For one, I have been active thinking and writing about leadership and leadership development, particularly in what I have been calling 21st Century Leadership. Not meant to be another theory or kind of leadership but a term intended to represent an inquiry into the kind of leadership needed for today's world, and how to develop in people and the social organizations to which they belong. There are others who use the phrase "leadership for the 21st century" or "twenty first century leadership." One notable example is a leadership program at Harvard's Kennedy School of Government.

Here in our MA in Leadership program at Saint Mary's College we have been working with this phrase since our inception in 2001. Moved by the call from Joseph Rost in his 1991 book "Leadership for the Twenty-first Century" to develop leadership capacity in an expanded paradigm of leadership, our program was founded. For past eight years we have not only sought to educate people in such a leadership but also to inquire into how to understand and practice it.

Here is how I describe 21st Century Leadership:

Broadly speaking, leadership can be viewed as our individual and collective response to change the world for the better. And given today’s highly interdependent world, full of enormous complexity, accelerating change, and unforeseen and unprecedented events, an understanding and practice of leadership responsive to this world is needed.

21st Century Leadership is a perspective of leadership intended to respond to the unique challenges and opportunities of today’s world. Reflective of an expanded paradigm of leadership, it draws upon and integrates theories and practices from a wide range of disciplines and traditions to foster practical knowledge and transformative change in service of the world.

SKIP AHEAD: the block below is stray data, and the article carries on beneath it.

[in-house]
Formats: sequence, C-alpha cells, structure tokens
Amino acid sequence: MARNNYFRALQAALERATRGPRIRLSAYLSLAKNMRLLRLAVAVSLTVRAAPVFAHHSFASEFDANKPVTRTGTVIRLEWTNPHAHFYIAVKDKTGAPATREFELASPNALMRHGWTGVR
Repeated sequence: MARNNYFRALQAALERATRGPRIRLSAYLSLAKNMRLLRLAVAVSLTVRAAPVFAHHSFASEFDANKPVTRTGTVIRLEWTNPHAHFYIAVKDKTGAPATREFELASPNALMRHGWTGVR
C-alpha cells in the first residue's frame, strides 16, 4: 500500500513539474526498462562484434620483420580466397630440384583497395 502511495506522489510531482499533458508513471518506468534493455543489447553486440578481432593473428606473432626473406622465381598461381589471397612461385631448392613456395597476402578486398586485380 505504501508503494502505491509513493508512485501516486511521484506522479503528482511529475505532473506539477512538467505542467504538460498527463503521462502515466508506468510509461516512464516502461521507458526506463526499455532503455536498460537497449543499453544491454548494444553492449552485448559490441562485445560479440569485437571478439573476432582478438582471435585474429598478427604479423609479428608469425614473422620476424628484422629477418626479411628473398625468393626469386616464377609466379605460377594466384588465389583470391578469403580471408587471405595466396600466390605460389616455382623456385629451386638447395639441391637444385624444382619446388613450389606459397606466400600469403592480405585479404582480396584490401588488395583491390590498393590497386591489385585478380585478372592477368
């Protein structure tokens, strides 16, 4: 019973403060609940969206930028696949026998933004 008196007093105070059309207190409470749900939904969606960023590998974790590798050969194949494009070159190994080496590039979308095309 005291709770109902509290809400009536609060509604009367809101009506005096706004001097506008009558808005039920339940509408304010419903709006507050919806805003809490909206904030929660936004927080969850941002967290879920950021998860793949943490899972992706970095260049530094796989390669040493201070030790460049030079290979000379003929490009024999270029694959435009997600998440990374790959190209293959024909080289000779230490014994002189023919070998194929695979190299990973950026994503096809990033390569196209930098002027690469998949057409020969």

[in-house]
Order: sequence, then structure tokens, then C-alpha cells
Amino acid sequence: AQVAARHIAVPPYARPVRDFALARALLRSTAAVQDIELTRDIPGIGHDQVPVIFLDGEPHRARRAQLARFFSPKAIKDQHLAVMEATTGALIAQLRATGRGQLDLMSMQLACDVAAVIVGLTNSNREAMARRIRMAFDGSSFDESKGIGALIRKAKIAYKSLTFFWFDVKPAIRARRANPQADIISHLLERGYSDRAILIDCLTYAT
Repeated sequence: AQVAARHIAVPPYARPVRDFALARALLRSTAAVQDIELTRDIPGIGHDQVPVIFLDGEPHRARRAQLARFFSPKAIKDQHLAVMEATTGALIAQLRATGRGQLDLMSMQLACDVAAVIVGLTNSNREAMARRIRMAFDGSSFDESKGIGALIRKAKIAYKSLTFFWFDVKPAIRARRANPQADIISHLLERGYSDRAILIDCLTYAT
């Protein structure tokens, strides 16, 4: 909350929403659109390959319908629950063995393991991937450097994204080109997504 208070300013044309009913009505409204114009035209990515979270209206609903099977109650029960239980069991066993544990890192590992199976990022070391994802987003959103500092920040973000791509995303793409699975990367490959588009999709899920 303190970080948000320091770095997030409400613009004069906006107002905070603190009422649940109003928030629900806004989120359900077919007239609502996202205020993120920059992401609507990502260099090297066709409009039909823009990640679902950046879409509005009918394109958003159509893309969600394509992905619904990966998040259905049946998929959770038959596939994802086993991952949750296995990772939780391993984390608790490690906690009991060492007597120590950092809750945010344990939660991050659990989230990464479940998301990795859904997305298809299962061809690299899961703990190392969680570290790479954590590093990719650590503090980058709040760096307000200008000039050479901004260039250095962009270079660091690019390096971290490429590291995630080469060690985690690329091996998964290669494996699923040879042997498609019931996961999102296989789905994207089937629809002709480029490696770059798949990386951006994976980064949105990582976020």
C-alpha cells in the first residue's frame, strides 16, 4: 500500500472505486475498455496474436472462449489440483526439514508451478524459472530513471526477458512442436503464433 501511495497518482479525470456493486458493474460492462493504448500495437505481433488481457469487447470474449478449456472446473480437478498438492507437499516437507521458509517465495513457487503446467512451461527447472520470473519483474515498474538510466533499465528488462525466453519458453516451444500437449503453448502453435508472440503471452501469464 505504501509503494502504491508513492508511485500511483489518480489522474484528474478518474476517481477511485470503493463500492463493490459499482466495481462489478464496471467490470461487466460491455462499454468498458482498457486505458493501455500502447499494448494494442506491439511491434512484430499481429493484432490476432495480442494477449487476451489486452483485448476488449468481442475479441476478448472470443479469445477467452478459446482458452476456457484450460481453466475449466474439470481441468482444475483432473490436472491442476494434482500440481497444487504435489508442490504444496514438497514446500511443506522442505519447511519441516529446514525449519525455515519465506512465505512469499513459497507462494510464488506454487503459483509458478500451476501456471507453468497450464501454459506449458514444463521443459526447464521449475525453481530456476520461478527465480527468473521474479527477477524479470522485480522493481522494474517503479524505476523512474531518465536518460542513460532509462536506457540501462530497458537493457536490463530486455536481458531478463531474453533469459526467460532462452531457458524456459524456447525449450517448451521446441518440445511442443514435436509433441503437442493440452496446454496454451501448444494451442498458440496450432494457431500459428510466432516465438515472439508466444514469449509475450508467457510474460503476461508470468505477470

The expression of this contemporary perspective of leadership incorporates a full spectrum of values, and fosters a wide range of capacities, competencies, and skills, which are enacted in the various spheres of life in context-specific ways. These include but are not limited to: critical, creative and systems thinking, self-awareness, communication and dialogue, social and cultural intelligence, and facilitation of team and collaborative processes. To develop this perspective of leadership development both an inward and outward orientation is required involving the whole person engaged with the whole system, and involves the whole person and the whole system.

More than the behaviors, traits and styles of individuals, 21st Century Leadership views leadership as a property of any social network. Not solely the domain of those “in charge, ” leadership is something in which everyone participates. While complementing management and administrative functions, leadership is a distinct dimension of organizational life, and its development requires its own focus of attention.

In summary, 21st Century Leadership is a multidimensional and integrative view of leadership that is based in relationships. Through shared purposes and aspirations it brings forward new ways of being, knowing and doing, respecting the developmental nature of the human life. It is oriented toward being inclusive, collaborative, and of service, to individuals, the social good, and ecological sustainability.

Next post: what actually gets developed in leadership development?